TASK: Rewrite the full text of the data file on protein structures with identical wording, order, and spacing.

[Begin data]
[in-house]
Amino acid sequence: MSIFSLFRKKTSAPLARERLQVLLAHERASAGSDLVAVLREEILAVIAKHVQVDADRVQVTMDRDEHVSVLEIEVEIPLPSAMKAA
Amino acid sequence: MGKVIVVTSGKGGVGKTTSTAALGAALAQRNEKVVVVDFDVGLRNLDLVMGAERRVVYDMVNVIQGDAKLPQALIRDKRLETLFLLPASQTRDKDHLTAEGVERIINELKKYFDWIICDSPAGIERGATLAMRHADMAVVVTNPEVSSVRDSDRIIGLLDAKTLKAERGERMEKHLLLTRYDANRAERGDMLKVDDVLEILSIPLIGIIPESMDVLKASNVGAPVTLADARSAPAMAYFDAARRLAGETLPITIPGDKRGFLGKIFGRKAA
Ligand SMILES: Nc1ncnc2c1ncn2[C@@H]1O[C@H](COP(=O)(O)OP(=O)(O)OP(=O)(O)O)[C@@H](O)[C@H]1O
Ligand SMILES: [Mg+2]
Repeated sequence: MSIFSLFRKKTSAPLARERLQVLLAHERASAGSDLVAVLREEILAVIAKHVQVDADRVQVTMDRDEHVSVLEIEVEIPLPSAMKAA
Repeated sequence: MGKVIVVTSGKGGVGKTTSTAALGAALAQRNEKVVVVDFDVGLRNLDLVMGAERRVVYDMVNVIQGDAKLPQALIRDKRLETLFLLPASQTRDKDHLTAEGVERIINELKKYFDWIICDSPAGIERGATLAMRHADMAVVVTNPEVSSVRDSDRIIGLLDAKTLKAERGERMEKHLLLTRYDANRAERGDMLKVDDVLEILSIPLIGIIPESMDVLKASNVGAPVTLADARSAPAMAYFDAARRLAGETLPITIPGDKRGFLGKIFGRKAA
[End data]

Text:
[in-house]
Amino acid sequence: MSIFSLFRKKTSAPLARERLQVLLAHERASAGSDLVAVLREEILAVIAKHVQVDADRVQVTMDRDEHVSVLEIEVEIPLPSAMKAA
Amino acid sequence: MGKVIVVTSGKGGVGKTTSTAALGAALAQRNEKVVVVDFDVGLRNLDLVMGAERRVVYDMVNVIQGDAKLPQALIRDKRLETLFLLPASQTRDKDHLTAEGVERIINELKKYFDWIICDSPAGIERGATLAMRHADMAVVVTNPEVSSVRDSDRIIGLLDAKTLKAERGERMEKHLLLTRYDANRAERGDMLKVDDVLEILSIPLIGIIPESMDVLKASNVGAPVTLADARSAPAMAYFDAARRLAGETLPITIPGDKRGFLGKIFGRKAA
Ligand SMILES: Nc1ncnc2c1ncn2[C@@H]1O[C@H](COP(=O)(O)OP(=O)(O)OP(=O)(O)O)[C@@H](O)[C@H]1O
Ligand SMILES: [Mg+2]
Repeated sequence: MSIFSLFRKKTSAPLARERLQVLLAHERASAGSDLVAVLREEILAVIAKHVQVDADRVQVTMDRDEHVSVLEIEVEIPLPSAMKAA
Repeated sequence: MGKVIVVTSGKGGVGKTTSTAALGAALAQRNEKVVVVDFDVGLRNLDLVMGAERRVVYDMVNVIQGDAKLPQALIRDKRLETLFLLPASQTRDKDHLTAEGVERIINELKKYFDWIICDSPAGIERGATLAMRHADMAVVVTNPEVSSVRDSDRIIGLLDAKTLKAERGERMEKHLLLTRYDANRAERGDMLKVDDVLEILSIPLIGIIPESMDVLKASNVGAPVTLADARSAPAMAYFDAARRLAGETLPITIPGDKRGFLGKIFGRKAA